Art & Culture

Kirti Bassendine’s art gives voices to the homeless

New photo exhibit at Gilroy Center for the Arts introduces you to your neighbors, the ones without homes.
Kirti Bassendine, fine art photographer focusing on the individuals experiencing homelessness locally. Photo by Leslie David.
Recently elected Assemblyman Robert Rivas (right) viewed the photo exhibit and spoke to people who attended the event in Gilroy. Photo by Leslie David.
Nadi (left) and Noshaba (right) point out the photos of people they have volunteered with at the Armory and the Compassion Center in Gilroy. Photo by Leslie David.
Dennis deals with PTSD and chronic anxiety. He said,
Dennis deals with PTSD and chronic anxiety. He said,
Janessa works at the Compassion Center in Gilroy and lives in San Benito County. She is very interested in finding new ways to help find homes for people. She is standing in front of the tiny home she lives in. Photo courtesy of Kirti Bassendine.
People took their time, reading the text written by Bassendine and absorbing the personal stories. Photo by Leslie David.
Bassendine thanked Jackie, owner of First Street Coffee, in particular for helping make the project come to fruition. Here, Jackie smiles, listening to the opening speeches at the exhibit. Photo by Leslie David.
Photos of Jan Bernstein Chargin, board chair for the Gilroy Compassion Center, along with others trying to address the needs of the homeless population were included in the exhibit as well. Bernstein Chargin challenged listeners to go beyond assumptions and accept that homelessness can happen to anyone regardless of background. Photo by Leslie David.

Homelessness is an issue across the country, but one part time San Benito County resident is working to shed light on the local homeless population through art.

Fine art photographer Kirti Fatania-Bassendine held an exhibit Jan. 12 titled Homeless Voices at the Gilroy Center for the Arts. Bassendine is a photographer currently based in California who uses still photography, writing and videography to tell social stories. Her bio explains she grew up in England, where she graduated with BA Honors in Fine Art Photography.

The exhibit is a collection of large portraits, short explanatory text and videos about the regional homeless community. The free exhibit will be on display at the center, located at 7341 Monterey Road in Gilroy, for the next couple weeks ending Jan. 26.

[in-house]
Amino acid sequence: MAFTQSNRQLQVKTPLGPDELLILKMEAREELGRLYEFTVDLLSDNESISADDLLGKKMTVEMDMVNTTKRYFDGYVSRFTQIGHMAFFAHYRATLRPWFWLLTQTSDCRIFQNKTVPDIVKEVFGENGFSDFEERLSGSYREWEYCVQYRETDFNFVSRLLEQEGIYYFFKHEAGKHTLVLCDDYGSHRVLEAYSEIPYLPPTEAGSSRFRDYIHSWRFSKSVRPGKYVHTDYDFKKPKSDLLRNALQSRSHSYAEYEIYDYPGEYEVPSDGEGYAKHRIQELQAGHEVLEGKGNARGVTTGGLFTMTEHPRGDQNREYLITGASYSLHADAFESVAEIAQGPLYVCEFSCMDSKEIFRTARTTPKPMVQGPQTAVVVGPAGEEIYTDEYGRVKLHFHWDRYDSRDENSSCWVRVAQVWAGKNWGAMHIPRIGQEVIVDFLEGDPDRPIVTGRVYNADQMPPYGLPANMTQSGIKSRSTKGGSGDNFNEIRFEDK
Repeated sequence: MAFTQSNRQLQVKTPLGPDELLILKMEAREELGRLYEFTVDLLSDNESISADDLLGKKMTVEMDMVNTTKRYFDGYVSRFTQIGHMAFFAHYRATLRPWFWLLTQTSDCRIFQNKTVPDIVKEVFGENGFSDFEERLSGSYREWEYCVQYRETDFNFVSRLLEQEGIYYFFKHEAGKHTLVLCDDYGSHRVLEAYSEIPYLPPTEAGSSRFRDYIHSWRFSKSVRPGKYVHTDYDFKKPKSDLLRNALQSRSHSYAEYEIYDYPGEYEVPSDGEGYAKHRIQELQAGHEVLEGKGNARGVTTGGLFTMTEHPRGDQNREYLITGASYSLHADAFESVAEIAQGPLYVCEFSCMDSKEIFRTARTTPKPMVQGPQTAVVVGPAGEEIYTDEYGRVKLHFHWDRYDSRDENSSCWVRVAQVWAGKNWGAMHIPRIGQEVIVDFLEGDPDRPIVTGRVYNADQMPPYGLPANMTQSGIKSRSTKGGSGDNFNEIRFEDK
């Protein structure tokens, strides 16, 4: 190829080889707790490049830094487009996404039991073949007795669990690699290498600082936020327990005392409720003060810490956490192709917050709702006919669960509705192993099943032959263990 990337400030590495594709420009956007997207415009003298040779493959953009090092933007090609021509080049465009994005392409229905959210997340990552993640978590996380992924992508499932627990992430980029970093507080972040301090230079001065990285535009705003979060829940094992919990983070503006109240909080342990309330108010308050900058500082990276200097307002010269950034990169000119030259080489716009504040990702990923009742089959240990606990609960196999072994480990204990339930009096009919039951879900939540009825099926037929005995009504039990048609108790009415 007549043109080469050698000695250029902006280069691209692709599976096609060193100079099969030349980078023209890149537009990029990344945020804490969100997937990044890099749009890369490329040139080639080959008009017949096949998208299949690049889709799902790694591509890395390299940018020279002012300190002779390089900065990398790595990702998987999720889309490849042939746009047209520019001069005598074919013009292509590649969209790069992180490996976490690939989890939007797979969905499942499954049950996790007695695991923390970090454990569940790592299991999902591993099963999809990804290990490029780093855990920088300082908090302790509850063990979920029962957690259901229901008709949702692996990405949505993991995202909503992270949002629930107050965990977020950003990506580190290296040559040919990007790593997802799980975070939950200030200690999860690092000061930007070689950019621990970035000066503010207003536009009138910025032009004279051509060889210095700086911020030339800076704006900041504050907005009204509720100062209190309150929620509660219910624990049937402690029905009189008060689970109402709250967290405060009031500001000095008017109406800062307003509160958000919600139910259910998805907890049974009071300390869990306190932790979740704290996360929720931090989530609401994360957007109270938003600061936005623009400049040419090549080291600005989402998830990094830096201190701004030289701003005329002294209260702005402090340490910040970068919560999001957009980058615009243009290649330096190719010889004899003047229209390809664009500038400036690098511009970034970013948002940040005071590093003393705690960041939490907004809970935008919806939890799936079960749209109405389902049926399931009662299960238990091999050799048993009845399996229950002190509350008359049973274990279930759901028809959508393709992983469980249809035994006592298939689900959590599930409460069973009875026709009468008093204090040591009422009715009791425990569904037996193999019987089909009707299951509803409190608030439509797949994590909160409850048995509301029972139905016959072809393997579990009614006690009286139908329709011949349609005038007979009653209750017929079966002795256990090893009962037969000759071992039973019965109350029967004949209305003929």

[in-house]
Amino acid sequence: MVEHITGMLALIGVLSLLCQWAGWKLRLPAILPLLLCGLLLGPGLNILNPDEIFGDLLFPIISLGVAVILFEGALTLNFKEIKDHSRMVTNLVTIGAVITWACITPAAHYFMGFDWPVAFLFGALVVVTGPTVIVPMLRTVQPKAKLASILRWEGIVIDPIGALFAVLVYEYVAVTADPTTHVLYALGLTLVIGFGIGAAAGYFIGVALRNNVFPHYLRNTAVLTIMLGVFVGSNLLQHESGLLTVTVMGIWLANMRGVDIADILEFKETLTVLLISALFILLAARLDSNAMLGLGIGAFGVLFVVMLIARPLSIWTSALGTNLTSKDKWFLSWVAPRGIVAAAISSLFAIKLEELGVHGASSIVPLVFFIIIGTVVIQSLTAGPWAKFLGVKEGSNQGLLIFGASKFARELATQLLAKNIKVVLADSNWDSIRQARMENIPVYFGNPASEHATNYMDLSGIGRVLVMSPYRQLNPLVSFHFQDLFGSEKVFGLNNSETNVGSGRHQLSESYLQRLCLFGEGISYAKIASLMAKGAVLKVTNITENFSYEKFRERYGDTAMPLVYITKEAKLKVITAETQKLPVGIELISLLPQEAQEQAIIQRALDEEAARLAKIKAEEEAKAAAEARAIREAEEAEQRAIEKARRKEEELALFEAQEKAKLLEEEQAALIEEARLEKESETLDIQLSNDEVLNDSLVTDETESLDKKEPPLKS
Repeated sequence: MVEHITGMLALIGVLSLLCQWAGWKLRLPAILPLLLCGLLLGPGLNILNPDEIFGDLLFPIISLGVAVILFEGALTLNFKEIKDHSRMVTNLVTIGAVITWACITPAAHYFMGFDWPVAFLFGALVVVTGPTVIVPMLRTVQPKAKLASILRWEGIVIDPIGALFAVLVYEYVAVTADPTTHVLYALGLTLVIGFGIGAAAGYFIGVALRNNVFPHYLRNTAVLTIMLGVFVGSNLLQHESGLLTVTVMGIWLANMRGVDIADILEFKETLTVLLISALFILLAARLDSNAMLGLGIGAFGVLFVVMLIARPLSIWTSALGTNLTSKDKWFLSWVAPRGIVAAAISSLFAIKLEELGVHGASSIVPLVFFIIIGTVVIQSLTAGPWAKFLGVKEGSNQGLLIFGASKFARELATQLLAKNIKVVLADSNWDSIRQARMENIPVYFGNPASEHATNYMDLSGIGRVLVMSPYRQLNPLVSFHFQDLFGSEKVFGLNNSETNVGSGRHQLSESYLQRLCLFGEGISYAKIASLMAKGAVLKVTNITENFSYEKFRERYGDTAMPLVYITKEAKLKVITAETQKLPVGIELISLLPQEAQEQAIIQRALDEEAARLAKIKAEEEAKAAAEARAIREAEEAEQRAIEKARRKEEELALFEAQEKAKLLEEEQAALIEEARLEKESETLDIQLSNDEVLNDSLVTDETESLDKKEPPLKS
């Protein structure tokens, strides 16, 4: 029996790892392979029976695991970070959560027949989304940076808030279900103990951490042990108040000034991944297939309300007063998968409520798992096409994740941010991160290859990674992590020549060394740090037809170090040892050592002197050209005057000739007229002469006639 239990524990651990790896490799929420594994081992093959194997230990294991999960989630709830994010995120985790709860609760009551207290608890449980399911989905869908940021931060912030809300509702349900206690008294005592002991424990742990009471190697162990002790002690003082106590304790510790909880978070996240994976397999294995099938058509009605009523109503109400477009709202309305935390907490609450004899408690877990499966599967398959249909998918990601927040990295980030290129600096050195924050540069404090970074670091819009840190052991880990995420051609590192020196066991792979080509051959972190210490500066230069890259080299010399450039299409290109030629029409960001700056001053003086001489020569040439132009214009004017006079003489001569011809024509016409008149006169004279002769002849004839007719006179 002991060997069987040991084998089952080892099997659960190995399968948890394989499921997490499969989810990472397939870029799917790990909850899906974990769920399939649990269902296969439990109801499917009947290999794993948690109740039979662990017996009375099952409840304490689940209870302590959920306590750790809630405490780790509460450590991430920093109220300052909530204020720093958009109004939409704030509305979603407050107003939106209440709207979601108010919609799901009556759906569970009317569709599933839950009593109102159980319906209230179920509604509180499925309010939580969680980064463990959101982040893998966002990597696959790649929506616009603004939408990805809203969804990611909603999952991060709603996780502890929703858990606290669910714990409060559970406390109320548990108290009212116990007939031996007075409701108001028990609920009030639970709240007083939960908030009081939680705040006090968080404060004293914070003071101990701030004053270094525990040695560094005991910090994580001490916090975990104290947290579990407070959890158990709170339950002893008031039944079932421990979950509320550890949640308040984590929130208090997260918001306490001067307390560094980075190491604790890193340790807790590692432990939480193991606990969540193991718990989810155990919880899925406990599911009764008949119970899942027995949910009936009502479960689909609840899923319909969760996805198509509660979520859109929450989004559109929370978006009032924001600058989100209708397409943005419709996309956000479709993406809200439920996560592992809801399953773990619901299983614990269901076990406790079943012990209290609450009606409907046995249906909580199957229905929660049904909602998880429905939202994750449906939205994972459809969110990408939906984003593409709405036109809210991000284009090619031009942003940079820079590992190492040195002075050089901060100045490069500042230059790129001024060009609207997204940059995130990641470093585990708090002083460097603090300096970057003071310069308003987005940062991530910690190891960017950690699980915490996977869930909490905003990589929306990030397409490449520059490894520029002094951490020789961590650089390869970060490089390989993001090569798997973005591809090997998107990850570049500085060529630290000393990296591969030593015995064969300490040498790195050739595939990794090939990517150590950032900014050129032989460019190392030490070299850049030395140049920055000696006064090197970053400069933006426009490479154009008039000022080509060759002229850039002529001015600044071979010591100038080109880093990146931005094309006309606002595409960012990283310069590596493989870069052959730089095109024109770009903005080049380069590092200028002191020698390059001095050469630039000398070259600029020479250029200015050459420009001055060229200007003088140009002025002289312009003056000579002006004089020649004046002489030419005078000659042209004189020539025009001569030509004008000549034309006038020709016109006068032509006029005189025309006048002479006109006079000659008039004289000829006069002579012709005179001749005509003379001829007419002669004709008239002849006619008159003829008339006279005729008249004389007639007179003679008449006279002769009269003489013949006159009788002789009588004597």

The grand opening of the show focused on individuals living behind the “homeless” title.

“It really brings life to it,” attendee Noshaba said as she leaned forward to read about the person boldly depicted in front of her at the exhibit. “It helps break the stigma and barriers down.”

The short biographies strung along the exhibit wall tell condensed, personal tales of how Bassendine’s subjects came to be without dependable shelter. The event was a social experiment in itself, combining art enthusiasts, members of the homeless population and community activists.

Assemblyman Robert Rivas, recently elected to represent District 30 that encompasses San Benito County and Gilroy, came to the show, met the artist and some of the homeless who came to speak.

“You hear so much about lack of housing around the state,” Rivas said. “The exhibit puts everything into perspective.”

Bassendine and her husband, David, live part time in Paicines in San Benito County and part time in Morgan Hill in Santa Clara County. She said her primary goal when she began the project was to end the pre-conceptions people have about who the homeless are.

In opening remarks, Gilroy Center for the Arts Executive Director Kevin Heath said Bassendine has shown “passion, dedication and a lot of hard work” putting her multimedia exhibit together.